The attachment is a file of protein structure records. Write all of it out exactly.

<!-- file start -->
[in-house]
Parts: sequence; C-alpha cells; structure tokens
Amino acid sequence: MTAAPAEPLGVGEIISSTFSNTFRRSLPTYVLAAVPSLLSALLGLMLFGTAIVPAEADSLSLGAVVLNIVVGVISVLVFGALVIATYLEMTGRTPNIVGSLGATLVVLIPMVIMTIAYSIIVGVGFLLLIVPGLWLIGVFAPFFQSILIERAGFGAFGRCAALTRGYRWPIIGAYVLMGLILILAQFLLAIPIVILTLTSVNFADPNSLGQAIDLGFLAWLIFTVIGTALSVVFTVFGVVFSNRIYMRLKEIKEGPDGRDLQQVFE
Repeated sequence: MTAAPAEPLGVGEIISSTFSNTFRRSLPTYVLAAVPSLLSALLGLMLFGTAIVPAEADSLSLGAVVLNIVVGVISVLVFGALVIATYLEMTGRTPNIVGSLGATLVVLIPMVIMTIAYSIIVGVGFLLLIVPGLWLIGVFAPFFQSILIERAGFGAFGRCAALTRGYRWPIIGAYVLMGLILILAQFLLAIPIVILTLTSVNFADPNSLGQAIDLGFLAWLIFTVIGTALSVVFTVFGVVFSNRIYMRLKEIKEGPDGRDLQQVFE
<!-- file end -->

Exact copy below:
[in-house]
Parts: sequence; C-alpha cells; structure tokens
Amino acid sequence: MTAAPAEPLGVGEIISSTFSNTFRRSLPTYVLAAVPSLLSALLGLMLFGTAIVPAEADSLSLGAVVLNIVVGVISVLVFGALVIATYLEMTGRTPNIVGSLGATLVVLIPMVIMTIAYSIIVGVGFLLLIVPGLWLIGVFAPFFQSILIERAGFGAFGRCAALTRGYRWPIIGAYVLMGLILILAQFLLAIPIVILTLTSVNFADPNSLGQAIDLGFLAWLIFTVIGTALSVVFTVFGVVFSNRIYMRLKEIKEGPDGRDLQQVFE
Repeated sequence: MTAAPAEPLGVGEIISSTFSNTFRRSLPTYVLAAVPSLLSALLGLMLFGTAIVPAEADSLSLGAVVLNIVVGVISVLVFGALVIATYLEMTGRTPNIVGSLGATLVVLIPMVIMTIAYSIIVGVGFLLLIVPGLWLIGVFAPFFQSILIERAGFGAFGRCAALTRGYRWPIIGAYVLMGLILILAQFLLAIPIVILTLTSVNFADPNSLGQAIDLGFLAWLIFTVIGTALSVVFTVFGVVFSNRIYMRLKEIKEGPDGRDLQQVFE